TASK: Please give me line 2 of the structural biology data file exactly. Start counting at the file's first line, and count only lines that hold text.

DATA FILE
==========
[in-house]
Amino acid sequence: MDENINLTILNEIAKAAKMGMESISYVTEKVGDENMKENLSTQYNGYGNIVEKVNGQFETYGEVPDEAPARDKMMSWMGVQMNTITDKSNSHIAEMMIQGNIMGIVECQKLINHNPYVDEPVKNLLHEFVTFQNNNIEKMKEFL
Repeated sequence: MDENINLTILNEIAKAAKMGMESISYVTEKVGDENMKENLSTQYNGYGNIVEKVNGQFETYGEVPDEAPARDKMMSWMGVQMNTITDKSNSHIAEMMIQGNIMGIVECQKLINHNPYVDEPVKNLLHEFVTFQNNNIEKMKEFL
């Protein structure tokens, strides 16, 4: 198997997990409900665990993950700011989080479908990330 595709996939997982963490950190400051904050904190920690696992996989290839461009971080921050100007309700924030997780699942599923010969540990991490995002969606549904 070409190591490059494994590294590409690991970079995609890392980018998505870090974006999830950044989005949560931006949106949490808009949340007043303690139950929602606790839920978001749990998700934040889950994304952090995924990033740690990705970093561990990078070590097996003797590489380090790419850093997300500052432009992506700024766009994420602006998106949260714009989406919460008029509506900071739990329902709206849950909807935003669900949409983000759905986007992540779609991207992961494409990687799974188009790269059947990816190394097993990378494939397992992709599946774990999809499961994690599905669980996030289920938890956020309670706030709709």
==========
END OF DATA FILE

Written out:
Amino acid sequence: MDENINLTILNEIAKAAKMGMESISYVTEKVGDENMKENLSTQYNGYGNIVEKVNGQFETYGEVPDEAPARDKMMSWMGVQMNTITDKSNSHIAEMMIQGNIMGIVECQKLINHNPYVDEPVKNLLHEFVTFQNNNIEKMKEFL